Tempe, AZ: Nearly eight in ten cannabis consumers say that they prefer herbal cannabis over marijuana-infused concentrates, according to data published in the journal Drug and Alcohol Dependence. Concentrates typically possess significantly higher levels of cannabinoids, in particular THC, than do herbal cannabis products.
Researchers with Arizona State University surveyed 574 US subjects with a history of consuming both herbal cannabis and marijuana concentrates. Seventy-eight percent of respondents selected herbal cannabis over concentrates as their “preferred type of cannabis.” Respondents said that the consumption of concentrates was more likely to result in unwanted effects, such as paranoia, memory disruption, and “hangovers.” Respondents also said that herbal cannabis was more effective at providing pain relief and that it was a better value for their money than concentrates.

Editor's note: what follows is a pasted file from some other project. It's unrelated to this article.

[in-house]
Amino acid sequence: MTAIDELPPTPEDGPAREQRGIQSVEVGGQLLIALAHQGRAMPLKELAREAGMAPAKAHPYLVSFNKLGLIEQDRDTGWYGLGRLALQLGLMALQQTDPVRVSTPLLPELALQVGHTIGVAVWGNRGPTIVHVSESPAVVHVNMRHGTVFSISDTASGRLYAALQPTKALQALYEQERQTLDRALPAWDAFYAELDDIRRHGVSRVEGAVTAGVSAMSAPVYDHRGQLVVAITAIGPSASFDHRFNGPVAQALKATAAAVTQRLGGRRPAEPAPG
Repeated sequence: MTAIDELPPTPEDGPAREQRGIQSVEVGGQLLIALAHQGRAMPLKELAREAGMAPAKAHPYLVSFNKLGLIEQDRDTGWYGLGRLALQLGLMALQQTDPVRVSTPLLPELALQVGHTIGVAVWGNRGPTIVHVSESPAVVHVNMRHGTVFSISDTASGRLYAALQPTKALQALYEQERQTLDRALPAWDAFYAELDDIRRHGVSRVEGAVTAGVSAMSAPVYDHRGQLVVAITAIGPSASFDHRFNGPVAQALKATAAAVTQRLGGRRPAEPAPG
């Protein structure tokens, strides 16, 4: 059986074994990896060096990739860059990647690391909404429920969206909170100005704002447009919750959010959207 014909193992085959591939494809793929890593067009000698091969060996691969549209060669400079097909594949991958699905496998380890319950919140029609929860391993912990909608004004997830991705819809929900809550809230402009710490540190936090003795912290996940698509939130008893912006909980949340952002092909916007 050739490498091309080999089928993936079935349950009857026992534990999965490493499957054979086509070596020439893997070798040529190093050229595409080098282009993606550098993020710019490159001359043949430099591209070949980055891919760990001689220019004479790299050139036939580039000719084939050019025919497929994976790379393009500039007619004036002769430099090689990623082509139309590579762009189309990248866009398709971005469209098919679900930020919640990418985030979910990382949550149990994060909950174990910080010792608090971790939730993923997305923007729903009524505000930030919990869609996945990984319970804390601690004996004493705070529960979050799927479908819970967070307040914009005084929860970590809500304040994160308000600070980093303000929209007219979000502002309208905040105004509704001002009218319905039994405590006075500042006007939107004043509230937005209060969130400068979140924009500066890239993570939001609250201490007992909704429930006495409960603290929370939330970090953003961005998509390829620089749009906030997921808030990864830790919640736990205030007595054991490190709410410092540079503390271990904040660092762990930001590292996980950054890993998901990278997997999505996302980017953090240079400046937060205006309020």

Authors concluded: “Findings showing that marijuana produces greater positive effects than concentrates are consistent with cannabis administration studies documenting that moderate THC doses are preferred to high doses. … The present study suggests that, contrary to concerns, ultra-high THC cannabis, such as concentrates, might not produce greater positive, reinforcing effects relative to lower-THC cannabis, such as marijuana (flower).”
Commenting on the study’s findings, NORML Deputy Director Paul Armentano said: “The conclusion that most marijuana consumers prefer low-to-moderate potency options over high potency options is hardly surprising. Just as the majority of those who consume alcohol prefer relatively low potency beer or wine over hard liquor, most adult-use cannabis consumers gravitate toward herbal cannabis preparations and away from the comparatively stronger alternatives.”
Analyses of retail sales data, such as those here and here, report that consumers in legal states are far more likely to purchase herbal cannabis than any other type of marijuana product.
Full text of the study, “A within-person comparison of the subjective effects of higher vs. lower-potency cannabis,” appears in Drug and Alcohol Dependence.